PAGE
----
‘Manita de gato’ – Meaning / In English

Have you ever had to do your hair and/or makeup super quickly? Well, there’s actually a Mexican expression for such an occasion: ‘manita de gato’.

‘Manita de gato’ is literally a ‘cat’s paw’ and it’s used when someone has to get ready quickly and they only have time to apply a quick layer of makeup or a hasty spray of perfume in order to look (and possibly smell!) presentable.

The origin of this expression comes from the habit that cats have of suddenly stopping in their tracks to give themselves a quick lick / groom.

Uses / Meanings of ‘manita de gato’ in Mexican Spanish

  • When someone gets ready very quickly

  • When we clean something superficially

When someone gets ready very quickly

We say that someone gives themselves a ‘manita de gato’ when they need to get ready really quickly and don’t have time for a full-blown grooming session or to put on lots of makeup.

A perfect example would be when, during a date at a restaurant, a woman goes to the toilet to touch up her makeup. In Mexico she would be giving herself a ‘manita de gato’.

Elsa – Daniel, te quieren ver en la oficina de inmediato para una entrevista de trabajo.

Daniel – Va, me doy una manita de gato y llego lo antes posible.

Elsa – Daniel, they want to see you at the office right now for a job interview.

Daniel – I’ll get ready quickly and be there as soon as possible.

Paulina, ¿piensas irte así a la escuela? Por lo menos date una manita de gato; estás toda fachosa.

Paulina, are you going to school like that? At least tidy yourself up a bit; you look super disheveled.

Sandra – Amiga, Pablo me llamó; quiere invitarme a cenar después del trabajo. ¿Qué hago?

Teresa – ¡Tú rífate*! Nada más date un manita de gato y ¡listo!

Sandra – Sis, Pablo called me; he wants to take me out to dinner after work. What do I do?

Teresa – Go for it! Spruce yourself up a little and you’ll be good to go!

*Erika’s note – the expression rífate is used to encourage someone to complete a given task (even if it’s somewhat risky or complicated).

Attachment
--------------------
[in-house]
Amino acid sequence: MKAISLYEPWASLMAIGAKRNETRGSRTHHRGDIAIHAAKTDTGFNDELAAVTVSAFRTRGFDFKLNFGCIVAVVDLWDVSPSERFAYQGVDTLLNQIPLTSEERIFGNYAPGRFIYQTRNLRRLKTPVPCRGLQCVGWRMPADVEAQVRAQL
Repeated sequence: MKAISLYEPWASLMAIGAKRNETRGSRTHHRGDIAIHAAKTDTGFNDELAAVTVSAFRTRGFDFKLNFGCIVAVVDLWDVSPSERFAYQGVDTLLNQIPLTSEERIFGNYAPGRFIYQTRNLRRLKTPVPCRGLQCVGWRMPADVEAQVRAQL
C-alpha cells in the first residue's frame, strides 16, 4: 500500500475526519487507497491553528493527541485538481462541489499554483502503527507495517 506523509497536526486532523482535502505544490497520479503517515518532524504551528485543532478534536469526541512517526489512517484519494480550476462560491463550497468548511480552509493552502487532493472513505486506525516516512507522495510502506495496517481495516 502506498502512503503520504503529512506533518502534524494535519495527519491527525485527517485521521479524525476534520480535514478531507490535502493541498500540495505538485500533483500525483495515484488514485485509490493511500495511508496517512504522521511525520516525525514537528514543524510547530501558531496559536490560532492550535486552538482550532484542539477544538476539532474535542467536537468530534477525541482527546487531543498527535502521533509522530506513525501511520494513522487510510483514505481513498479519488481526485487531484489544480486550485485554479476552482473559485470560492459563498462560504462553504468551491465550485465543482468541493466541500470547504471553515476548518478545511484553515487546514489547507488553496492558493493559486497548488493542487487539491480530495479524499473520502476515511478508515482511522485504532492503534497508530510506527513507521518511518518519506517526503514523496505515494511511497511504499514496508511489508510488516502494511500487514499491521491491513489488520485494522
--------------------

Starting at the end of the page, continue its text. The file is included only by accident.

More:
When we clean something superficially

‘Manita de gato’ also works when we clean something (i.e., an object) up a bit to make it look more presentable.

Ya vendí mi vieja computadora. Le dí una manita de gato y lucía como nueva.

I’ve already sold my old computer. I just cleaned it up a little bit and it looked as good as new.

Si quieres invitar a tus amigos a la casa, me ayudas a arreglarla un poquito; aunque sea le damos una manita de gato para que se vea mejor.

If you want to invite your friends over, help me tidy up the house; even if we just spruce things up a bit.

Erika’s note – un poquito is the diminutive form of ‘un poco’. Make sure to check out our article on the difference between the two!

‘Manita de gato’ pronunciation

Manita’ is said like ‘mah’, ‘nee’ and ‘tah’.

‘De’ sounds like ‘deh’ and ‘gato’ is pronounced ‘gah’ + ‘toh’.

/ mah-nee-tah deh gah-toh /

Similar words / expressions to ‘manita de gato’


‘Chaineada’ is an anglicism derived from the word ‘shine’ and it means to clean or remove dirt from something.

This is a VERY colloquial Mexican expression and although it’s normally used when something needs a quick clean, it can also be used like ‘manita de gato’ (i.e., when referring to a person).

Ya le hace falta una chaineada al coche, está todo sucio.

The car needs to be cleaned, it’s really dirty.


This is a synonym of ‘manita de gato’.

It’s the diminutive form of ‘arreglada’ which translates to something along the lines of ‘fix up’ in English.

Ok, te voy a invitar a desayunar, pero date una arregladita primero.

Ok, I’m going to take you for breakfast, but fix yourself up a bit first.

Final thoughts

‘Manita de gato’ is a super cute expression and you can use it in most contexts and situations without sounding rude or offensive.

Always keep in mind that if you tell someone to give themselves a ‘manita de gato’, you’re basically saying that they’re looking a little scruffy … so definitely tread lightly!

If you wanna learn more Mexican expressions related to animals, make sure to check out my piece on the word gallo. You’ll be surprised how many different meanings it has!

Rupert's lived in Mexico for nearly a decade and has been working as a Spanish teacher for even longer (over 10 years now, wow!). He specializes in simple (yet effective) explanations and is a veritable grammar-whizz.

And some cheeky vids ...

What ya looking for?